The newly refurbished space has a clean, minimal style with whitewashed bricks and higher ceilings with dangling red cords and bare bulbs. The updated interior is even more casual, with less formal service than the former incarnation. It is the natural evolution and maturing of Karac as an innovator and restaurateur.

An interior view from the bar area into the bright and open main dining room.

An interior view from the bar area into the bright and open main dining room.

Black George similarly showcases original cuisine with small, shareable plates — tapas-style. In order to fully experience the concept, your dishes are served as they are prepared, with understated confidence by Chef Courtney Noble. The Stratford Chef School alumna runs a focused kitchen and all items are made in-house and bear her stamp. Her personalized dishes underscore a passion for big flavours and a respect for farm fresh, seasonally appropriate foods.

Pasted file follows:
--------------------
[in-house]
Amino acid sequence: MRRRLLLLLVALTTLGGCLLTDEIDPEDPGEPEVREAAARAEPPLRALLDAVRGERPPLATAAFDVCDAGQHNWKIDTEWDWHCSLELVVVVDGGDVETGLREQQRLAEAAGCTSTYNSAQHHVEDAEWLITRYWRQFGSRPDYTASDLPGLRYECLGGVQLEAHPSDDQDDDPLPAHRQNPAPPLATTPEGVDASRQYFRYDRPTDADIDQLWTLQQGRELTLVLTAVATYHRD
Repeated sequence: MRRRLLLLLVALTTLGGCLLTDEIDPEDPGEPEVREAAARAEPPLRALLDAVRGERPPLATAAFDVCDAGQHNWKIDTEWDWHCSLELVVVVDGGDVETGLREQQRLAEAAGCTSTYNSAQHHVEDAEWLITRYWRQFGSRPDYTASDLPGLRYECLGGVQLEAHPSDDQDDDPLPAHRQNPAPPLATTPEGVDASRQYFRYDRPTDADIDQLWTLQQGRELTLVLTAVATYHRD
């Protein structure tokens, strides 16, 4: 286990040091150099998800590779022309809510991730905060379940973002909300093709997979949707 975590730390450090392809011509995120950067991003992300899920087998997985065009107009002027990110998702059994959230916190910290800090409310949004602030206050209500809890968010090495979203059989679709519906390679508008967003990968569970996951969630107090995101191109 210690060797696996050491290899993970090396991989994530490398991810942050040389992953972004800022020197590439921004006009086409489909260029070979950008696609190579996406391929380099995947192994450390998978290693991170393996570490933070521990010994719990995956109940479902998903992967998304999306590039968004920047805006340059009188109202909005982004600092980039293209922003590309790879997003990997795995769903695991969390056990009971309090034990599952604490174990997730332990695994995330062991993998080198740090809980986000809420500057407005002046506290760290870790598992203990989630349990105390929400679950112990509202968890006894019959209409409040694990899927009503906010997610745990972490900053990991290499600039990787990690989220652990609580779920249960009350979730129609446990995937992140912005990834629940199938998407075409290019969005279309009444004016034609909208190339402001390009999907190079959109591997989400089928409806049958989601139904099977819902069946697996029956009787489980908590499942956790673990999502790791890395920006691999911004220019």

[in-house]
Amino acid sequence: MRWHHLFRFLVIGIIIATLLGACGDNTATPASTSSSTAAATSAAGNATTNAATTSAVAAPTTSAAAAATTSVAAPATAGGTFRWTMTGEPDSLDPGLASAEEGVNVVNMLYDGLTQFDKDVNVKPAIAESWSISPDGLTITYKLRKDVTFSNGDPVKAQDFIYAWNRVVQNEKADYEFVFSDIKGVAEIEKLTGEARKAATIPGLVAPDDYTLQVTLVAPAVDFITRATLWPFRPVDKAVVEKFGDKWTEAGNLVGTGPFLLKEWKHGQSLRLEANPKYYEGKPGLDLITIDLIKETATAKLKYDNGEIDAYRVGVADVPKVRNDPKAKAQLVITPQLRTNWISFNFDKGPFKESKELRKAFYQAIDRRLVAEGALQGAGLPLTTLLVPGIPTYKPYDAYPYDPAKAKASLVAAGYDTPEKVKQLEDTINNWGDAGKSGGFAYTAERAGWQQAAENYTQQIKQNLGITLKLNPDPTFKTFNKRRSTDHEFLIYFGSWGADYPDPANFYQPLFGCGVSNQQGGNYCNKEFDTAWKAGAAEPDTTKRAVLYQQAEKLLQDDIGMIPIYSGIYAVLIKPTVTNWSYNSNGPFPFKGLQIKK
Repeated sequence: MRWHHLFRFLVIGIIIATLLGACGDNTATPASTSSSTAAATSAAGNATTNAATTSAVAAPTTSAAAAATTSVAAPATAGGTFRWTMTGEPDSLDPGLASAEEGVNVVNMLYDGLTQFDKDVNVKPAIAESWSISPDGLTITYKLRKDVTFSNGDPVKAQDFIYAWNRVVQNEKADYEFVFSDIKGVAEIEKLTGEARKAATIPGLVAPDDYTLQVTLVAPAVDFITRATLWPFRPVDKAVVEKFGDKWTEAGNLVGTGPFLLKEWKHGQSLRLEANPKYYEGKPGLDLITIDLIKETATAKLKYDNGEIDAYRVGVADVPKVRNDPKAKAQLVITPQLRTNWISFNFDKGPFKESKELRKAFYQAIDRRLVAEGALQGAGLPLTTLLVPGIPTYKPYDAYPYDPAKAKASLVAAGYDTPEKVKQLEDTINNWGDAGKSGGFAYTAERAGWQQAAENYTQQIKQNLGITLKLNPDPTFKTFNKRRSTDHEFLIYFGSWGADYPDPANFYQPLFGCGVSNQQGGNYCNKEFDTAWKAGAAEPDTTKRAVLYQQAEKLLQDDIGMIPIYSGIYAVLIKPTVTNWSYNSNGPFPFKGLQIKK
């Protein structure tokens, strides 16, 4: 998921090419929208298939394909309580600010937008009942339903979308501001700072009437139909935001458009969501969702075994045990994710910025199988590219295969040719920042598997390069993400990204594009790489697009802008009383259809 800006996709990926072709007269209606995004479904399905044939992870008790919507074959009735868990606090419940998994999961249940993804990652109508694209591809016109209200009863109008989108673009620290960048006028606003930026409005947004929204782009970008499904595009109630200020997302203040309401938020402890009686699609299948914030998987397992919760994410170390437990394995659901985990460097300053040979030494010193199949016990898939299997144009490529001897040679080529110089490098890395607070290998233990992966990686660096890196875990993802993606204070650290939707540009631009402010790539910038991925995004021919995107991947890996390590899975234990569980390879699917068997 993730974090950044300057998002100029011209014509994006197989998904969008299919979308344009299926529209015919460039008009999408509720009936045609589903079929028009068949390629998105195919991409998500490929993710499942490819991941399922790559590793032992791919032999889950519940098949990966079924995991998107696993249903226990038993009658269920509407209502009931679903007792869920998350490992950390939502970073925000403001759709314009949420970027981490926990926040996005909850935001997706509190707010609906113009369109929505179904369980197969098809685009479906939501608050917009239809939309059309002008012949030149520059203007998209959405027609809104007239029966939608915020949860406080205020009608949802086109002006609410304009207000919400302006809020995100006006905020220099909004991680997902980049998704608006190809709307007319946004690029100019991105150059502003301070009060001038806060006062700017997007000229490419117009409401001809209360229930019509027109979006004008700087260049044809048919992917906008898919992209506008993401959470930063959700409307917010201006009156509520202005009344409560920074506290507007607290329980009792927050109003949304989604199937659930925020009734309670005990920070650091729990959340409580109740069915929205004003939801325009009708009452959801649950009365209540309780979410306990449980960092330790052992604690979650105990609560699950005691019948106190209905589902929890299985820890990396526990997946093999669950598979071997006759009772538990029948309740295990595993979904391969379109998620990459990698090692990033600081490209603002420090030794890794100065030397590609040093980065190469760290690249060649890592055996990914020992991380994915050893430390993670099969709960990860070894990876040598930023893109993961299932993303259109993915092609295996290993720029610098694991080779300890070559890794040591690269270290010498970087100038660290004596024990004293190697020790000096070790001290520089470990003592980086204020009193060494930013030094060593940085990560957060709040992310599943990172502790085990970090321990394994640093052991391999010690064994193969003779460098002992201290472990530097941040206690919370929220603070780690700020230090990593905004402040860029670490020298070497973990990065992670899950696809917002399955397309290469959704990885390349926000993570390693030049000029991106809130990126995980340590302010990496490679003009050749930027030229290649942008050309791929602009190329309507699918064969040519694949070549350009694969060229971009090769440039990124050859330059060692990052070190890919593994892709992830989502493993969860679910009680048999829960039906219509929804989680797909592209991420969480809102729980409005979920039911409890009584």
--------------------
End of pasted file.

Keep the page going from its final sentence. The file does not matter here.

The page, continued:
The restaurant’s most popular dish, and its namesake, comes with its own symbolic narrative. Legend has it when Serbia was under Soviet rule a high ranking official visited a local restaurant and ordered Chicken Kiev. The chef dared not disappoint but didn’t have all the ingredients to prepare the dish. Instead, he created a rolled, fried schnitzel and called it the Karadjordje (Black George) after the first elected leader of the First Serbian Uprising that liberated Serbia from the Ottoman Empire, and who became a national hero.

On a recent visit, the deep-fried Black George arrived at the table cut in half, with its creamy filling oozing out onto the plate. I tasted it and admired how the combination of flavours — the buttery clotted cream-like kaymak, the tenderized pork and the melt-in- your-mouth ham blend so perfectly. The dish was served with roasted potatoes, baby heirloom carrots and cubes of knobby kohlrabi, that suddenly ubiquitous cultivar of cabbage.